Degree Name

Master of Arts (Hons.)


Faculty of Education


The primary objective of this study is to synthesise from the literature and prior research studies the background to the determinants and assessment of handedness, especially left-handedness as applied to music and musicians, and particularly left-handedness as it affects beginner pianists.

The writer, in private practice, has noticed that left-handed children in the early stages of learning to play the piano, exhibit, when reading notation, some confusion in directing the appropriate left or right hands as indicated by the music. This appears to be a confusion as to which direction, on the horizontal keyboard (to the left or to the right), is expected by the written vertical movement of notes on the staff (either up or down). This same confusion seems to be rarely and/or only slightly exhibited by right-handed children. So for the purposes of this study two hypotheses were put. Namely: • a left-handed child in the early stages of learning to play a musical keyboard instrument will exhibit (when reading notation) more misdirection of the appropriate left or right hand as indicated by the music, than a right-handed child; and • a left-handed child, even after a period of early tuition, consolidation and practice on a musical keyboard instrument, will still exhibit (when reading notation) greater misdirection of the appropriate left or right hand as indicated by the music, than a right-handed child.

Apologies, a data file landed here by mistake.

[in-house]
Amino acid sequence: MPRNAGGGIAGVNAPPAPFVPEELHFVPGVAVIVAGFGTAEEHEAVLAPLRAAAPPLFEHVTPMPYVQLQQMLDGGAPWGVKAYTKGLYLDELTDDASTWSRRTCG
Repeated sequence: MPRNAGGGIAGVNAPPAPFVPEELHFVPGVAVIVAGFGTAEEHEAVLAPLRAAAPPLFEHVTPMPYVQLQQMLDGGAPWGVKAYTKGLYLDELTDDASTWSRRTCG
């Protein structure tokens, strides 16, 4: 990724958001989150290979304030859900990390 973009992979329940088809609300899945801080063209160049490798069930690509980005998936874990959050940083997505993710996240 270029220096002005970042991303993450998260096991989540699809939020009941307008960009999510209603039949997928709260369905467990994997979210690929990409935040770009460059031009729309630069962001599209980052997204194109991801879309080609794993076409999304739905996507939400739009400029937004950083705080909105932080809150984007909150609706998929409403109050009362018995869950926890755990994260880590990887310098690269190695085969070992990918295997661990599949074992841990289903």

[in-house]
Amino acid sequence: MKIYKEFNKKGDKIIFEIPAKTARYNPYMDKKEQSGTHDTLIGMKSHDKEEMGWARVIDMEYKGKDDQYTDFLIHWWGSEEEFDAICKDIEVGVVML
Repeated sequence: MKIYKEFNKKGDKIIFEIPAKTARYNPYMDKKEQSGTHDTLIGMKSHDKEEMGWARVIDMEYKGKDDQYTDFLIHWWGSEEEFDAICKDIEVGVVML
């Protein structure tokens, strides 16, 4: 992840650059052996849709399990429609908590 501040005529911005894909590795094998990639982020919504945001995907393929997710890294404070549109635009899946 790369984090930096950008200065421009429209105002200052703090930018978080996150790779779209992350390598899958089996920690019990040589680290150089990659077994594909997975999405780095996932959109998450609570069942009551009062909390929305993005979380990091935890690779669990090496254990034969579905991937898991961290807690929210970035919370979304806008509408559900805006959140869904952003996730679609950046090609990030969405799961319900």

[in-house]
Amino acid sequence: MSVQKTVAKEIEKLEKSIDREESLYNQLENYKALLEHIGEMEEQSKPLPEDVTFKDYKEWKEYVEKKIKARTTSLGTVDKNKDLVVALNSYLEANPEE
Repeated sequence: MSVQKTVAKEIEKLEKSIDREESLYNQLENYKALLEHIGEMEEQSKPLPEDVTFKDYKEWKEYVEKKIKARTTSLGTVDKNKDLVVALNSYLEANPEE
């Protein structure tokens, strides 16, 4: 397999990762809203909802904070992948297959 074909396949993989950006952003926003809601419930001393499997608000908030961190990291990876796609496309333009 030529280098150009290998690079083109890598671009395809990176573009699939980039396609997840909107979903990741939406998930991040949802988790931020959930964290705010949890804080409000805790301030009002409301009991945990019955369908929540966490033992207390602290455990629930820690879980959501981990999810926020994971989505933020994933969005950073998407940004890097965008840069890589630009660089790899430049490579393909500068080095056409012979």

The secondary objective of this study is to provide a pertinent and new contribution to this area, and so this study attempts, with a small random sample of young left-handed and right-handed beginners at the piano, to test empirically, through a series of specially designed basic exercises, the two hypotheses.

Having provided specific information on the nature, complications and disadvantages of left-handedness from the synthesis of the literature on the topic, and the confirmed evidence of misdirectioning of hands from the experimental study, this research then makes recommendations for further studies on the topic which would lead to the formulation of appropriate teaching strategies and methods, construction of remedial exercises at the keyboard and support pedagogy to be used by the piano teacher of the problem beginner left-hander.



Unless otherwise indicated, the views expressed in this thesis are those of the author and do not necessarily represent the views of the University of Wollongong.